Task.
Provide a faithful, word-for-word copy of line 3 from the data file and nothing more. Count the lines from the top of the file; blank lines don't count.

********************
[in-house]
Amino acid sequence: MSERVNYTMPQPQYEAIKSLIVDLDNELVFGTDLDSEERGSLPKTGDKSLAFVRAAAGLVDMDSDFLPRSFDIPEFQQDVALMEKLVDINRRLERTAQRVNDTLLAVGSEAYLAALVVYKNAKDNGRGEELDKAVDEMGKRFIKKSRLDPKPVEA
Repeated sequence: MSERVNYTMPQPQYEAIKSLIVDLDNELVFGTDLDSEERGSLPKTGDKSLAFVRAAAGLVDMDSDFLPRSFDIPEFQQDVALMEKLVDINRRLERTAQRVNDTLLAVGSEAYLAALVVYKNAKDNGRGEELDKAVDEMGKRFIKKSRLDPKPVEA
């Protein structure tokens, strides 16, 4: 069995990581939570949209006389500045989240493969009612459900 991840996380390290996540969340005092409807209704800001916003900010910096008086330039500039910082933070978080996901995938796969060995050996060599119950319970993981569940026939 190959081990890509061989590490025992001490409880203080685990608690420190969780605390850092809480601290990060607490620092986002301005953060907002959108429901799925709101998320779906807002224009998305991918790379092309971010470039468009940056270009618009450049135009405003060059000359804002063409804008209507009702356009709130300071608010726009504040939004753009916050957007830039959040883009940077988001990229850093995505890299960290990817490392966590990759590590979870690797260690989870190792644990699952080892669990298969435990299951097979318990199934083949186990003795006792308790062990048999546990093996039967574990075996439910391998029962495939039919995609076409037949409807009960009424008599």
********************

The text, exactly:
Repeated sequence: MSERVNYTMPQPQYEAIKSLIVDLDNELVFGTDLDSEERGSLPKTGDKSLAFVRAAAGLVDMDSDFLPRSFDIPEFQQDVALMEKLVDINRRLERTAQRVNDTLLAVGSEAYLAALVVYKNAKDNGRGEELDKAVDEMGKRFIKKSRLDPKPVEA